The Role of the Intellectual Property Rights Regime for Foreign Investors in Post-Socialist Economies
IWH Discussion Papers,
We integrate international business theory on foreign direct investment (FDI) with institutional theory on intellectual property rights (IPR) to explain characteristics and behaviour of foreign investment subsidiaries in Central East Europe, a region with an IPR regime-gap vis-à-vis West European countries. We start from the premise that FDI may play a crucial role for technological catch-up development in Central East Europe via technology and knowledge transfer. By use of a unique dataset generated at the IWH in collaboration with a European consortium in the framework of an EU-project, we assess the role played by the IPR regimes in a selection of CEE countries as a factor for corporate governance and control of foreign invested subsidiaries, for their own technological activity, their trade relationships, and networking partners for technological activity. As a specific novelty to the literature, we assess the in influence of the strength of IPR regimes on corporate control of subsidiaries and conclude that IPR-sensitive foreign investments tend to have lower functional autonomy, tend to cooperate more intensively within their transnational network and yet are still technologically more active than less IPR-sensitive subsidiaries. In terms of economic policy, this leads to the conclusion that the FDI will have a larger developmental impact if the IPR regime in the host economy is sufficiently strict.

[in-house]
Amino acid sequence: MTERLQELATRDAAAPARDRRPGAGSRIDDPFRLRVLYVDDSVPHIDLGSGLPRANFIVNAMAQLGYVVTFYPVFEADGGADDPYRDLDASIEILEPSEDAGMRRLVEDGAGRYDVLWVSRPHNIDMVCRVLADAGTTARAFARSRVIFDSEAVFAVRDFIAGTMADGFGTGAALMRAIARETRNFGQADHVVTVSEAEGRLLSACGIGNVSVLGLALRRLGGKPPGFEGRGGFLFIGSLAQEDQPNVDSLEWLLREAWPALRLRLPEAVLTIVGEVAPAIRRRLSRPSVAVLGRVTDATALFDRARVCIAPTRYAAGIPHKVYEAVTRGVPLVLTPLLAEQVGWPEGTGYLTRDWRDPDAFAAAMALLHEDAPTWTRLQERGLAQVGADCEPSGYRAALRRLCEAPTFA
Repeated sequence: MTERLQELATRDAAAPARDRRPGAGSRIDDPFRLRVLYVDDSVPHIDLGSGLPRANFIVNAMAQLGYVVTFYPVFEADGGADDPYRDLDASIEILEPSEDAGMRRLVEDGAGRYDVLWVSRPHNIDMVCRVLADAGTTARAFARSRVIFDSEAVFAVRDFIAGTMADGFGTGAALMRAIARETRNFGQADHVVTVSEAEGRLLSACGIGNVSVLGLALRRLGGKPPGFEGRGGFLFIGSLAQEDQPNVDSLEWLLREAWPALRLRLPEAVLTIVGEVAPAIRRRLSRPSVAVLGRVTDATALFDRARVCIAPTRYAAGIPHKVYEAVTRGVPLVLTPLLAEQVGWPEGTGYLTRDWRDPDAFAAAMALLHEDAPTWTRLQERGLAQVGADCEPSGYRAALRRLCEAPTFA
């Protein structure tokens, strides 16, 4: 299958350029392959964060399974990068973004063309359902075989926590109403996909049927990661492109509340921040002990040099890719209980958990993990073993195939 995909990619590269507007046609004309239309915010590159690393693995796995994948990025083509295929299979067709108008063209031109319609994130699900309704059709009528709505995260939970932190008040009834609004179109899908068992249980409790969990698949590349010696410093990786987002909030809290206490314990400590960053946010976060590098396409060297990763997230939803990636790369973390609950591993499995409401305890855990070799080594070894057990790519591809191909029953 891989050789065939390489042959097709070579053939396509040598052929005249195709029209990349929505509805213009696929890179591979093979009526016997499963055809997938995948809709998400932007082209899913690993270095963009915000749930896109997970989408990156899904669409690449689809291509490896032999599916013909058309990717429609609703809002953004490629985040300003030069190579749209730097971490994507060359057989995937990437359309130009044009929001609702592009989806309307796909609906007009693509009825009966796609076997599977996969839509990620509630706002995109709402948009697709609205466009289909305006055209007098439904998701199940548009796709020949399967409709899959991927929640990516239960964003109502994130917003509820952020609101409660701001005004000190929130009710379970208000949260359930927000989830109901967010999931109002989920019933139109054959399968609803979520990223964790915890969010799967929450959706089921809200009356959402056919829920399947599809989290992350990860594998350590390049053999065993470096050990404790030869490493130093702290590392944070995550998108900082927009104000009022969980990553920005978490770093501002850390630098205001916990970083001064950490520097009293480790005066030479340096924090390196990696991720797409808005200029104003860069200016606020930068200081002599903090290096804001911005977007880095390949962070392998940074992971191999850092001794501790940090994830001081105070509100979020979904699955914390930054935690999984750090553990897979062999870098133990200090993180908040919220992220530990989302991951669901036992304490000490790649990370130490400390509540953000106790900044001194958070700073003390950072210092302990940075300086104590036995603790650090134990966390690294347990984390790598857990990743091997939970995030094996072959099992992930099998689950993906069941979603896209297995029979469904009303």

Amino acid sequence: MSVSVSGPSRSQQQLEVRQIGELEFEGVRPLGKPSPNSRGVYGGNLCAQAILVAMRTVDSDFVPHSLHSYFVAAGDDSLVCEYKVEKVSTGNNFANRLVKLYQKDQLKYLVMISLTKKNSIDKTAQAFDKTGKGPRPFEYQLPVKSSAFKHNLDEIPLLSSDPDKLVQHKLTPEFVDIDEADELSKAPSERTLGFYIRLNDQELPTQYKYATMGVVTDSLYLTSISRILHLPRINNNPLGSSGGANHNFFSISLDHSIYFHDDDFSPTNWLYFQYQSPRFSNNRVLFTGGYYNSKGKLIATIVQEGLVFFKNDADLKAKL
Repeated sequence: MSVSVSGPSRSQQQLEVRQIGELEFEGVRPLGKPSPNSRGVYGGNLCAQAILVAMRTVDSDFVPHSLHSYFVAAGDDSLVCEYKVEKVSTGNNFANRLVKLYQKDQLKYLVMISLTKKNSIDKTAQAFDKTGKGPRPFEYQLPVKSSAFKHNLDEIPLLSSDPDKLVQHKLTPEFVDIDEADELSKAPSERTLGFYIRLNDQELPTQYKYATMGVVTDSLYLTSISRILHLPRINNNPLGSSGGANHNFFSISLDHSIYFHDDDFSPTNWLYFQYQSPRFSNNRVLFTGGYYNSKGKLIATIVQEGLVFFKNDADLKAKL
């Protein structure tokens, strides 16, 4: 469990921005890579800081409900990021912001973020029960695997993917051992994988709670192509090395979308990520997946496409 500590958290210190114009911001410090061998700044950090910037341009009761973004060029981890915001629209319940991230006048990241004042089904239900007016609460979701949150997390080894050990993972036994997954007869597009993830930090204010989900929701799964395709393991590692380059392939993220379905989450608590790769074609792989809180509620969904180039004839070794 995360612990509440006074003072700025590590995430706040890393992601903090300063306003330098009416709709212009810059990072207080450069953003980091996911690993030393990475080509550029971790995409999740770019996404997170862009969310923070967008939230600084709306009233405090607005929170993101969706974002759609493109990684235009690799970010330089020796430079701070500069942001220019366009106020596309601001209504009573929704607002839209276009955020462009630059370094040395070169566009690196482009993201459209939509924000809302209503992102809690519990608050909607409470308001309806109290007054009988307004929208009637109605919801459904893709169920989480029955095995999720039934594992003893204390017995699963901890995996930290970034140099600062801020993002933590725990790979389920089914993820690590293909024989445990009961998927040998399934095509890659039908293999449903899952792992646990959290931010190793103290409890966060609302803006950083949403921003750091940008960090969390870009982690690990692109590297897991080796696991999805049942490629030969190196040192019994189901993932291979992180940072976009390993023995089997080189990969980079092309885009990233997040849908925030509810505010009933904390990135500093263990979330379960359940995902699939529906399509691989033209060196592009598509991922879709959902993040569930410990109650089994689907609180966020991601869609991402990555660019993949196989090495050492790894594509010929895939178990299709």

Can EU Policy Intervention Help Productivity Catch-Up?
Closing the EU East-West Productivity Gap - Foreign direct Investment, Competitiveness, and Public Policy,
"A product of the Framework V research project, this book addresses one of the key problems facing the EU today: Why is the ‘new’ EU so much poorer than the ‘old’, and how will EU enlargement help to solve the problem? Focusing on the productivity problems underlying the East-West gap, it looks in particular at the role that foreign investment and R&D can play in closing it. Against that background, the book assesses what role proactive development policy might play in attacking the roots of low social productivity. Concluding that there will be a clear-cut process of convergence between East and West, albeit an incomplete one, it finishes with an assessment of the patterns of competitiveness, East and West, that are likely to emerge from this process of incomplete convergence."